Future Data Center Trends

The data center of the future is the one you don’t own, according to Hector Diaz who will moderate a panel discussion on The Future of the Data Center at Orlando Data Center World.

Colleen Miller

September 11, 2014

4 Min Read
Future Data Center Trends

In the data center industry, many professionals not only work hard to keep the data center facility of today humming along, but also think deeply about where technology and data centers are headed in the future.

Hector Diaz, the AFCOM Chapter president of the Denver chapter, who manages 1 million square feet of data center space for a large multinational enterprise, will lead a panel discussion on “The Future of the Data Center” at the upcoming Orlando Data Center World conference.

Data Center Knowledge asked him what top trends the panelists will discuss. Diaz said there are several major considerations:

  • The data center of the future is the one you don’t own.

  • There will be a continuous focus on energy efficiencies, higher power densities and liquid cooling.

  • Go beyond peer ratings, existing standards and pushing ASHRAE standards.

Colocation and Cloud Will Rule The Day

Diaz said that the AFCOM audience has smaller (5,000 to 6,000 square-foot) enterprise data centers for the most part. These data centers will be replaced by colocation and cloud software as a service products, such as Salesforce.com.

“No business on its own has the economies of scale,” he said. “When you do the economic analysis, the return on the investment is not there. Operating at a small size you don’t get the economies of scale that the colocation provider or a large enterprise with 250,000 square feet or more of data center space can get.

“Server huggers are usually in the IT camp. But they don’t have access to the data of what it is costing the company to run the data center, including all the costs.” He pointed out that a comprehensive look at cost must include not only hardware, utilities, personnel, but also the depreciation cost of the data center asset.

Large online mega-scale companies are even leveraging others’ expertise. “Netflix doesn’t own any infrastructure,” Diaz said.

The colocation provider has a set of in-house experts constantly monitoring the equipment and the environment and the Service Level Agreement (SLA) is assuring the company of uptime, he said. Also, bandwidth and latency are less and less of an issue.  The amount of time it takes a single packet to get from New York to Chicago is about 14 milliseconds, while the length of time for a human eye blink is about 100-400 milliseconds. The network pipeline can be better externally than the ones within a corporate campus.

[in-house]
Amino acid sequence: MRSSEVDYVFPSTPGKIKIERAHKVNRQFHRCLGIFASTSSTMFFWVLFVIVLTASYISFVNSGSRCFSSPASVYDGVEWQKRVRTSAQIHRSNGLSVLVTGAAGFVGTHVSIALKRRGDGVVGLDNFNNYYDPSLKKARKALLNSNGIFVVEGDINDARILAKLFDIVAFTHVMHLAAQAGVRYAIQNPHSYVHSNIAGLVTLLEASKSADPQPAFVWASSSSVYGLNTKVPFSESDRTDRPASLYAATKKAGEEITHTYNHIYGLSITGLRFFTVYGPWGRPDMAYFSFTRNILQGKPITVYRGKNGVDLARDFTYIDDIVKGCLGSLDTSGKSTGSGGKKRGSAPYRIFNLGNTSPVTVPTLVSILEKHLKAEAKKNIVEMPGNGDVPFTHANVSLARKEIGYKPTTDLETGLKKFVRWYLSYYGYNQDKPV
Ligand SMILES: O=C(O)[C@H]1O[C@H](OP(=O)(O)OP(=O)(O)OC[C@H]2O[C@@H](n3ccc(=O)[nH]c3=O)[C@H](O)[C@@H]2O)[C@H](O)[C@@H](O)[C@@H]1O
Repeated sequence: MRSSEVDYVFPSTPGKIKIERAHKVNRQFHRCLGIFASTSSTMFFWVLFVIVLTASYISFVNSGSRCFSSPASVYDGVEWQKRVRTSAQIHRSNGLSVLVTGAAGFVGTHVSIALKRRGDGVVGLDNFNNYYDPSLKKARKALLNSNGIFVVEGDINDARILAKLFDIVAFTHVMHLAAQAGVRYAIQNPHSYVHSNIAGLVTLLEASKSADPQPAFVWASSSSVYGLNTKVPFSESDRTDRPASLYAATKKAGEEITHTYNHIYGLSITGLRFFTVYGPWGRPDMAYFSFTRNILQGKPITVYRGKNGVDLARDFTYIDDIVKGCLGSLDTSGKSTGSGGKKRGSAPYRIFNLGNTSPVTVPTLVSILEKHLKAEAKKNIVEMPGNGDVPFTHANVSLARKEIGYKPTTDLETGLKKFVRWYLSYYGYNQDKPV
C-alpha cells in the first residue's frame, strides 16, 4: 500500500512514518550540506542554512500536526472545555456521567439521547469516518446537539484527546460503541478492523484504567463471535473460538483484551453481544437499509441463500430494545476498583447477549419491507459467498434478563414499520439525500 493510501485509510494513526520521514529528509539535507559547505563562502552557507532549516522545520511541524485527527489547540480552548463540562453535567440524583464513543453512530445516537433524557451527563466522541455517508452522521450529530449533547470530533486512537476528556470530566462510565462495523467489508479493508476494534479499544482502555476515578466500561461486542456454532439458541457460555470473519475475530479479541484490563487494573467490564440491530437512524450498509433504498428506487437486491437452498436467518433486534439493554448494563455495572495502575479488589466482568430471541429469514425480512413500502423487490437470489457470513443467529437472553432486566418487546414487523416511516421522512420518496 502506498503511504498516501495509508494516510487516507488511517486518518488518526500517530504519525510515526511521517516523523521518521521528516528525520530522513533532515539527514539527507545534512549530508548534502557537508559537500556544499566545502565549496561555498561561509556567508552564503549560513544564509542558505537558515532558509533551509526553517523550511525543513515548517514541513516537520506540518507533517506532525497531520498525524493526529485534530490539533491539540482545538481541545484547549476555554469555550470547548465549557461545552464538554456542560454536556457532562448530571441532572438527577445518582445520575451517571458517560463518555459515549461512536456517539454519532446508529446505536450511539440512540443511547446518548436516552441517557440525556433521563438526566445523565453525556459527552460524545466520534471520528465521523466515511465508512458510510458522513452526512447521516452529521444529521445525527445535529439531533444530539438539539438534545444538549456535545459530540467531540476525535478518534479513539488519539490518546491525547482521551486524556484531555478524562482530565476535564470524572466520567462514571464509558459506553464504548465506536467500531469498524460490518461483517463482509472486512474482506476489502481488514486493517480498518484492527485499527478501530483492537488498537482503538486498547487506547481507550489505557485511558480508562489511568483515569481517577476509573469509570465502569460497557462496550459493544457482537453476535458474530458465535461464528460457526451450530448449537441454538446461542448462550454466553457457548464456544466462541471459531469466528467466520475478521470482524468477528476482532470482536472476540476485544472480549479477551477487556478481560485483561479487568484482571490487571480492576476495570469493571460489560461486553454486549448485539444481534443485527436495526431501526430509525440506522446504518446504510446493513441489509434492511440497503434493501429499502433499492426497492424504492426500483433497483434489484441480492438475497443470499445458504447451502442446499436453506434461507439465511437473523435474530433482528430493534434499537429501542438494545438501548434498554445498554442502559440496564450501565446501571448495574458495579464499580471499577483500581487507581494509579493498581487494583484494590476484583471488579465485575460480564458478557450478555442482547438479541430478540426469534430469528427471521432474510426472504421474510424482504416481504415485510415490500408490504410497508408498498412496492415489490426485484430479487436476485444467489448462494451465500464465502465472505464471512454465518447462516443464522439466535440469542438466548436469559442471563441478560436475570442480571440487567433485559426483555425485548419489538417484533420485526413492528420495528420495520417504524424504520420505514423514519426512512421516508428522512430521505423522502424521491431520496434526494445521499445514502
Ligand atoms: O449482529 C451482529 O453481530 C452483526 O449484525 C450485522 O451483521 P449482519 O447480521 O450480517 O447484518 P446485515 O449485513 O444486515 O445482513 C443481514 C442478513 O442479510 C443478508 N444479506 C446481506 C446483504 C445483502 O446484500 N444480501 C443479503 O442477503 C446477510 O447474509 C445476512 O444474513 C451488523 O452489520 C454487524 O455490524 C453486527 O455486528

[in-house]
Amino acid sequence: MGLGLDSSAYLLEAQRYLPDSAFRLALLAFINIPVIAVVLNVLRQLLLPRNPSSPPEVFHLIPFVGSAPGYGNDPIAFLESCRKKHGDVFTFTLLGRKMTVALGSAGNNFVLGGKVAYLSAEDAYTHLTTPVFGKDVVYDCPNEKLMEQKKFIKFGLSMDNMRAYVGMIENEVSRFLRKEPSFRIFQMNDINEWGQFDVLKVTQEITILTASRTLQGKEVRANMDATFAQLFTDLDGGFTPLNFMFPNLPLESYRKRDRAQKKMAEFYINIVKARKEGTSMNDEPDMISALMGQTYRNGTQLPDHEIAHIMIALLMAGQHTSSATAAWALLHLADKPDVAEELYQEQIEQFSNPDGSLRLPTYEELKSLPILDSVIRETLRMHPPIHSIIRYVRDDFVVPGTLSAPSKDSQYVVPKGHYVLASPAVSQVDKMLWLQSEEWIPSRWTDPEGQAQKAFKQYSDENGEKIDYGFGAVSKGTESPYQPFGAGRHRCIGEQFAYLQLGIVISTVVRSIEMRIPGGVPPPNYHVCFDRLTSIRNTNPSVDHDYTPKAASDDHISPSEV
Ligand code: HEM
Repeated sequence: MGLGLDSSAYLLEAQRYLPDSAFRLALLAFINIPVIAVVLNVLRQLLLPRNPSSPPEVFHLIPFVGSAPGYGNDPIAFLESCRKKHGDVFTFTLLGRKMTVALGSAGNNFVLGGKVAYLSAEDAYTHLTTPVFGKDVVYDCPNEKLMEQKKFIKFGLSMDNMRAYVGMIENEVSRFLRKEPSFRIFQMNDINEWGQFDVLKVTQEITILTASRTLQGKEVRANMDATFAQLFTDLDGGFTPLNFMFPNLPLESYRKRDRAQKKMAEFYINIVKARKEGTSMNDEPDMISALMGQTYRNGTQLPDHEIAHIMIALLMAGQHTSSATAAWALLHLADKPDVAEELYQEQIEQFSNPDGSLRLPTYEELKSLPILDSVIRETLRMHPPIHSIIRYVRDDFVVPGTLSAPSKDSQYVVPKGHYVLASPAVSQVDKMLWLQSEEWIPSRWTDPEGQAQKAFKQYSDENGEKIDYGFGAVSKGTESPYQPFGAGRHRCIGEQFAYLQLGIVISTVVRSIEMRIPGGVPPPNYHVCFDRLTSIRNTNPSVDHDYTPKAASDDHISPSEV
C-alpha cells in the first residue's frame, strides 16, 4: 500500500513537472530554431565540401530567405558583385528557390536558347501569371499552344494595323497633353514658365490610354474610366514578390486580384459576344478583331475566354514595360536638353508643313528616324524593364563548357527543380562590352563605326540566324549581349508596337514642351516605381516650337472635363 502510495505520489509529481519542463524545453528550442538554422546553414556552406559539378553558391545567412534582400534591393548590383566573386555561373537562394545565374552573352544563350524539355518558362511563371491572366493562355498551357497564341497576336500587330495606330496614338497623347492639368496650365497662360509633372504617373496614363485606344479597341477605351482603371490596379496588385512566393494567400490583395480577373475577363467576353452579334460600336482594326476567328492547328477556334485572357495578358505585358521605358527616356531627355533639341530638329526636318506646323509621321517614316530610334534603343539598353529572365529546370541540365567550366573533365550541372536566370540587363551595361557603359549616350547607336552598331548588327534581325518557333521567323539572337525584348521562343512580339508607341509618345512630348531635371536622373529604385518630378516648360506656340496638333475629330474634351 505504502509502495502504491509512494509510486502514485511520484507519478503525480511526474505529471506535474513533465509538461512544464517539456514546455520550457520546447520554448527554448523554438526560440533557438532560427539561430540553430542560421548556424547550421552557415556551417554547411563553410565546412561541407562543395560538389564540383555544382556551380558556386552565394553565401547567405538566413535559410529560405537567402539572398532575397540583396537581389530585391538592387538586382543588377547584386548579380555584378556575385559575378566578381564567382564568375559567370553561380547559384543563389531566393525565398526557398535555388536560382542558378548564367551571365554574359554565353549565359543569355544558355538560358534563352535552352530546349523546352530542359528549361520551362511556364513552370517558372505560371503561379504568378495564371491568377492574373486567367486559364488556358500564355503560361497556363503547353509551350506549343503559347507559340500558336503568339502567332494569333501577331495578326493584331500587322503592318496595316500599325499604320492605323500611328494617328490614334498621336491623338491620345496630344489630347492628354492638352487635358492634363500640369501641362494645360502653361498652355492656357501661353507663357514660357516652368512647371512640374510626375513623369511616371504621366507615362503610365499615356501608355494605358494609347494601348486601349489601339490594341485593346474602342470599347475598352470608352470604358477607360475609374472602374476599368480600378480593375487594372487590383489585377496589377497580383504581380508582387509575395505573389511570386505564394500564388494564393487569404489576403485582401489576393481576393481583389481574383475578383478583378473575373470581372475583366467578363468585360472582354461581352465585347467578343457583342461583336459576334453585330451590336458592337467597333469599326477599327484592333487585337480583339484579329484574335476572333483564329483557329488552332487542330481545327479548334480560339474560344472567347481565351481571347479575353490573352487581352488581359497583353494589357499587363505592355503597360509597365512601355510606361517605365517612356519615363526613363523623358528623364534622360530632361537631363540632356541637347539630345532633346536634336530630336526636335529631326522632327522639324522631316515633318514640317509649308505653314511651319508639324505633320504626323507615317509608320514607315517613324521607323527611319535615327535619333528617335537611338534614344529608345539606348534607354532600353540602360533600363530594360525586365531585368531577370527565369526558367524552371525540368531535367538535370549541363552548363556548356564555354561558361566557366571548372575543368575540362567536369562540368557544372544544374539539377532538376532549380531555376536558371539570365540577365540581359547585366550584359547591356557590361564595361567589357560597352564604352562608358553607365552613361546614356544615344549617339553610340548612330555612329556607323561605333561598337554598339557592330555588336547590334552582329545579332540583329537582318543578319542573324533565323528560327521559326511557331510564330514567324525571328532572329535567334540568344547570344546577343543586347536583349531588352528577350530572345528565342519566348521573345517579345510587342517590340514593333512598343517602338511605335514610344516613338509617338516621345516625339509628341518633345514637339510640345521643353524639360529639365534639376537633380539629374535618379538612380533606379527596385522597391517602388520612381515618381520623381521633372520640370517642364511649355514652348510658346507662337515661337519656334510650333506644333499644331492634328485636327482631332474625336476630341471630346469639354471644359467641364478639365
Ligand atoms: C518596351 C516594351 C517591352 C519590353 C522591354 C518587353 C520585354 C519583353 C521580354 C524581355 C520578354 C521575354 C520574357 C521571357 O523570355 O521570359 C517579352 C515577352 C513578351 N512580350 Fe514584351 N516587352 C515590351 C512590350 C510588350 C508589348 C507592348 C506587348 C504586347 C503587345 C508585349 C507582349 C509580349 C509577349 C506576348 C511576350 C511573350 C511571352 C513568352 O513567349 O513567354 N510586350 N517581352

In terms of cloud, he said, “It’s time to take off the blinders and embrace cloud computing.” The enormous data centers run by cloud providers can truly leverage economies of scale that the small data center in an enterprise cannot reach.

Liquid Cooling Will Be Ubiquitous

Diaz thinks that liquid cooling by bringing water to the rack will become prevalent. “I certainly see that in the future and the future is now,” he said, noting a recent tour of the (National Renewable Energy Laboratory) NREL data center showed what can be done with liquid cooling.

“It’s a matter of physics. Water is a more efficient coolant than air,” he said. “There are solutions that prevent leaks in the data hall. The water flow is put through the pipes under negative pressure. If a leak occurs, the water goes back in the pipe, not out.”

While there is increased upfront cost with water cooling at the rack level, this is offset by the reduced cost of purchasing air-handling equipment, Diaz said.

Standards Will Change
In terms of industry standards, Diaz predicted that the industry will push for more clarity. The Tier standards offered by the Uptime Institute can often be confusing at present. “There needs to be more understanding conceptually,” he said. “Most people who talk about Tiers aren’t certified by the Uptime Institute.” He also said the Tiers are related to energy efficiency and not necessarily a reflection of reliability.

“I have seen a Tier II facility with 100 percent uptime for many years,” he said.

As for the ASHRAE standards, he also expects them to be adjusted again. “They have changed over time, there’s no reason they won’t change again.”

Discuss the Data Center of the Future

Want to explore this topic more? Attend the session on “The Future of the Data Center” or dive into any of the other 20 trends topical sessions curated by Data Center Knowledge at the event. Visit our previous post, Data Center Commissioning: What's the Best Approach?
Check out the conference details and register at Orlando Data Center World conference page.


Subscribe to the Data Center Knowledge Newsletter
Get analysis and expert insight on the latest in data center business and technology delivered to your inbox daily.

You May Also Like